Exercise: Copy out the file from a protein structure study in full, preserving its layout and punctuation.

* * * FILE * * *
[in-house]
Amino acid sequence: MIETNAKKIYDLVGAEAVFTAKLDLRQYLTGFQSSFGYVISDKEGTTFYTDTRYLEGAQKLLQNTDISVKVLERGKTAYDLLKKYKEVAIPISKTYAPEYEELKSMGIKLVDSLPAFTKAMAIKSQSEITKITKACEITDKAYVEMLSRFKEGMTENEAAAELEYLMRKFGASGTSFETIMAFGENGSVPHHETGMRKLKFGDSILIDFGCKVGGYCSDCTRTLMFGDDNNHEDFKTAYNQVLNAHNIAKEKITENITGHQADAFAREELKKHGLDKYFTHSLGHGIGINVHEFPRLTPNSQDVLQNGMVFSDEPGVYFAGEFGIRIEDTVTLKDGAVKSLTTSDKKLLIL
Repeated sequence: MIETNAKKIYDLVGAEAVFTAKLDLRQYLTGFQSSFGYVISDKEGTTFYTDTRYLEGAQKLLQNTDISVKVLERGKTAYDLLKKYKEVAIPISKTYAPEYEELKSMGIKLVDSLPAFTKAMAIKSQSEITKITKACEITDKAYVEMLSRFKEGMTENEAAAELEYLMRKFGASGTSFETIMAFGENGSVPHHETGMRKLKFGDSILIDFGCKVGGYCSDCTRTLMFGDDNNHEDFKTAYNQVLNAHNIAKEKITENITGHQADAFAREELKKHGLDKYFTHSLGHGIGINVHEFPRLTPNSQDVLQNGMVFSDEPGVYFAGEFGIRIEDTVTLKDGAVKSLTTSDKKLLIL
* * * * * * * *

[in-house]
Amino acid sequence: MIETNAKKIYDLVGAEAVFTAKLDLRQYLTGFQSSFGYVISDKEGTTFYTDTRYLEGAQKLLQNTDISVKVLERGKTAYDLLKKYKEVAIPISKTYAPEYEELKSMGIKLVDSLPAFTKAMAIKSQSEITKITKACEITDKAYVEMLSRFKEGMTENEAAAELEYLMRKFGASGTSFETIMAFGENGSVPHHETGMRKLKFGDSILIDFGCKVGGYCSDCTRTLMFGDDNNHEDFKTAYNQVLNAHNIAKEKITENITGHQADAFAREELKKHGLDKYFTHSLGHGIGINVHEFPRLTPNSQDVLQNGMVFSDEPGVYFAGEFGIRIEDTVTLKDGAVKSLTTSDKKLLIL
Repeated sequence: MIETNAKKIYDLVGAEAVFTAKLDLRQYLTGFQSSFGYVISDKEGTTFYTDTRYLEGAQKLLQNTDISVKVLERGKTAYDLLKKYKEVAIPISKTYAPEYEELKSMGIKLVDSLPAFTKAMAIKSQSEITKITKACEITDKAYVEMLSRFKEGMTENEAAAELEYLMRKFGASGTSFETIMAFGENGSVPHHETGMRKLKFGDSILIDFGCKVGGYCSDCTRTLMFGDDNNHEDFKTAYNQVLNAHNIAKEKITENITGHQADAFAREELKKHGLDKYFTHSLGHGIGINVHEFPRLTPNSQDVLQNGMVFSDEPGVYFAGEFGIRIEDTVTLKDGAVKSLTTSDKKLLIL